▲ Gamescom 2011, Starcraft Show Match. Photo by Marco Verch, via Wikimedia Commons
A human StarCraft player has defeated four StarCraft AI bots in a battle reminiscent of last year’s Go battle between human player Lee Se-dol and Google’s AI bot Alpha Go.
While in the game of Go, Lee Se-dol fell to a 4-1 loss, this time around, the human’s gained a valuable victory.
The StarCraft matches were held at Sejong University in Seoul as part of a competition that has been running since 2010 between different AI developers. This year, however, was the first time that an AI has faced a human.
The matches were between a player called Song Byung-gu, a professional StarCraft player who plays for team Samsung Galaxy and AI bots from Australia, Norway, Korea, and Facebook’s AI research lab.
In StarCraft, players defeat their opponents by overpowering them. This usually involves destroying all their opponents buildings. As the game is played out in real time, it is thought to be much harder for an AI bot than Go as they aren’t given time to develop a strategy.
While this time around the human player had the definite advantage, there are plenty of things that must give the AI developers hope for their future chances.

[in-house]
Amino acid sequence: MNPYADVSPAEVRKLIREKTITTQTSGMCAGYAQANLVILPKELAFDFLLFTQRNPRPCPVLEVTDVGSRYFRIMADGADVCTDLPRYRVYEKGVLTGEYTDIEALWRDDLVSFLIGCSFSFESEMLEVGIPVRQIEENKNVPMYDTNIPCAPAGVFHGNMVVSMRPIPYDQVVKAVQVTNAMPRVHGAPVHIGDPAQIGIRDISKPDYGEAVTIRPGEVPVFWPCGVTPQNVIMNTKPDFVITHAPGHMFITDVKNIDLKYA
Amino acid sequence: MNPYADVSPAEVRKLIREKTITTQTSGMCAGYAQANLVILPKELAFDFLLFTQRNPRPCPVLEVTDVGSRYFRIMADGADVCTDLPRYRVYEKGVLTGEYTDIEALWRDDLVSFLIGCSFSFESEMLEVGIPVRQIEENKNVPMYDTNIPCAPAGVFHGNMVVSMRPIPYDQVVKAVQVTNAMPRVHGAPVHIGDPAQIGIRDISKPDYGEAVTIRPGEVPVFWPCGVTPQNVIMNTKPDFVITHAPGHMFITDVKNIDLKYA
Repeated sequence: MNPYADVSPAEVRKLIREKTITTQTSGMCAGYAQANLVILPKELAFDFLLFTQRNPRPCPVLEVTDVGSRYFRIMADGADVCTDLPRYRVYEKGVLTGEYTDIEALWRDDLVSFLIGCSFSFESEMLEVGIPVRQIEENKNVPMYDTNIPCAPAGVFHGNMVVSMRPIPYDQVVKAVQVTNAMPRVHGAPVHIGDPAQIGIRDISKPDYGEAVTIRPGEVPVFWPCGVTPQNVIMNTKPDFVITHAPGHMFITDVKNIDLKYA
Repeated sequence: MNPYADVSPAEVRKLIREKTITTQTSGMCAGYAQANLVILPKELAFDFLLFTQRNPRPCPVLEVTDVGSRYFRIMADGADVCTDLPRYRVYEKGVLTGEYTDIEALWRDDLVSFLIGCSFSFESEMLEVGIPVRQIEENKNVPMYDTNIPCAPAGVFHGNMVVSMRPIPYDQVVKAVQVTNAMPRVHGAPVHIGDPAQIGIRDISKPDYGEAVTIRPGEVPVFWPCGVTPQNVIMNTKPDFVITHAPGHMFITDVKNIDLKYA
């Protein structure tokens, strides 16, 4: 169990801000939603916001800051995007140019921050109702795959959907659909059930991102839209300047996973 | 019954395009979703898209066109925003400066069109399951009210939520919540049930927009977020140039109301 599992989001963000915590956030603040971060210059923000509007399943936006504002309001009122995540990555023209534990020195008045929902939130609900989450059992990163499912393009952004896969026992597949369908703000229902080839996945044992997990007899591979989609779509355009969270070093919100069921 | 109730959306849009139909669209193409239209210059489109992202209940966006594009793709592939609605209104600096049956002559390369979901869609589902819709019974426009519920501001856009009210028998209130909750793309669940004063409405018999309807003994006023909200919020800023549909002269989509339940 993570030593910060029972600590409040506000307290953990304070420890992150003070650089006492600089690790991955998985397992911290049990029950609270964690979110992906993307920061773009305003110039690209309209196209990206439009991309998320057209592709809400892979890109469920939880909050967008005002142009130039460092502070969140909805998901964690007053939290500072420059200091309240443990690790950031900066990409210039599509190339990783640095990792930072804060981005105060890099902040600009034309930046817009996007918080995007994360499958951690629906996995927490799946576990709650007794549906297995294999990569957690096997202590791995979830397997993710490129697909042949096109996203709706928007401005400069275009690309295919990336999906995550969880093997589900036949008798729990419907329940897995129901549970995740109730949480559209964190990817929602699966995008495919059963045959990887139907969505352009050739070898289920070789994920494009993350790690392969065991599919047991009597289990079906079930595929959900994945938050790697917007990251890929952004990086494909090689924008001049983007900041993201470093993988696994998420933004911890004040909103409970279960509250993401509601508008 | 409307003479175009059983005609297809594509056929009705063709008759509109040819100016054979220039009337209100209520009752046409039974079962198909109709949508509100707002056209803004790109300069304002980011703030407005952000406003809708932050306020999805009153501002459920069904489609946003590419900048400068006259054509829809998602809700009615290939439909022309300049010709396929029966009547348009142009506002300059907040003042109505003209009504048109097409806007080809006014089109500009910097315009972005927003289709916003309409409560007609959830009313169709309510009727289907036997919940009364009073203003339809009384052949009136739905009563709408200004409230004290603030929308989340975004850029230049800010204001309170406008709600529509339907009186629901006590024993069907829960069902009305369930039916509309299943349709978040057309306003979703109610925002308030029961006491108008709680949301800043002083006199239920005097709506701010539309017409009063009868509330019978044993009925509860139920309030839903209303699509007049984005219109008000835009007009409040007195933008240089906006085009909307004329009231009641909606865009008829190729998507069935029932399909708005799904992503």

Firstly, while the bots lost to the professional player, they did actually manage to convincingly beat two amateur players 5-1.
As well as this, the AI bots can complete a significantly higher number of actions per minute than human players.
While the sight of human StarCraft players frantically hammering at a keyboard is no-doubt incredibly impressive, even the best StarCraft players can only give around 200 commands per minute. However, the AI bot from Norway was able to complete 19,000 commands per minute.
Perhaps the most important change was that in August, the company behind StarCraft released a set of tools that will help programmers in their mission to become better than even the best human players.
They will dothisby making it much easier for AI developers to deploy and test machine-learning algorithms inside StarCraft.
ⓒ Jeju Weekly 2009 (http://www.jejuweekly.com)
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